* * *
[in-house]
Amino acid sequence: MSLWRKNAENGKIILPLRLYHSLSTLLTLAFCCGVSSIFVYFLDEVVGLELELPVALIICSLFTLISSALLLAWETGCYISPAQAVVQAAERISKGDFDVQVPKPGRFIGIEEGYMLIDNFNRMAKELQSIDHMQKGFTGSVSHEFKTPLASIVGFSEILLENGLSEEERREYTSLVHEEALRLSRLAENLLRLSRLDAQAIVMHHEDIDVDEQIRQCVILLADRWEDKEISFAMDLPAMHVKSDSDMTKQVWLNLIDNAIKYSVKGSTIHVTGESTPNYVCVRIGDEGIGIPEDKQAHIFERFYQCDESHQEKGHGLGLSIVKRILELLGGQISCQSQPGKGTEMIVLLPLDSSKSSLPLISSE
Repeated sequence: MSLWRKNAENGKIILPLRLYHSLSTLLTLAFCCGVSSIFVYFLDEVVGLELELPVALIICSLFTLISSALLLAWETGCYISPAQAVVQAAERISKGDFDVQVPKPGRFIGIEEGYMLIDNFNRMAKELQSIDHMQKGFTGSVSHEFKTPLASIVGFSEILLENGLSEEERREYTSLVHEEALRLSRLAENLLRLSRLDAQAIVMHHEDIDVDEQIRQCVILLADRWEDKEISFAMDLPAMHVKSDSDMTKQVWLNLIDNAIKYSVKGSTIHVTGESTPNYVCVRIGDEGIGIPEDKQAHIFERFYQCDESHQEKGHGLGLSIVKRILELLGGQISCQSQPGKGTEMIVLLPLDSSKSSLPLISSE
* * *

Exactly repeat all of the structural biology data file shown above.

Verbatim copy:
[in-house]
Amino acid sequence: MSLWRKNAENGKIILPLRLYHSLSTLLTLAFCCGVSSIFVYFLDEVVGLELELPVALIICSLFTLISSALLLAWETGCYISPAQAVVQAAERISKGDFDVQVPKPGRFIGIEEGYMLIDNFNRMAKELQSIDHMQKGFTGSVSHEFKTPLASIVGFSEILLENGLSEEERREYTSLVHEEALRLSRLAENLLRLSRLDAQAIVMHHEDIDVDEQIRQCVILLADRWEDKEISFAMDLPAMHVKSDSDMTKQVWLNLIDNAIKYSVKGSTIHVTGESTPNYVCVRIGDEGIGIPEDKQAHIFERFYQCDESHQEKGHGLGLSIVKRILELLGGQISCQSQPGKGTEMIVLLPLDSSKSSLPLISSE
Repeated sequence: MSLWRKNAENGKIILPLRLYHSLSTLLTLAFCCGVSSIFVYFLDEVVGLELELPVALIICSLFTLISSALLLAWETGCYISPAQAVVQAAERISKGDFDVQVPKPGRFIGIEEGYMLIDNFNRMAKELQSIDHMQKGFTGSVSHEFKTPLASIVGFSEILLENGLSEEERREYTSLVHEEALRLSRLAENLLRLSRLDAQAIVMHHEDIDVDEQIRQCVILLADRWEDKEISFAMDLPAMHVKSDSDMTKQVWLNLIDNAIKYSVKGSTIHVTGESTPNYVCVRIGDEGIGIPEDKQAHIFERFYQCDESHQEKGHGLGLSIVKRILELLGGQISCQSQPGKGTEMIVLLPLDSSKSSLPLISSE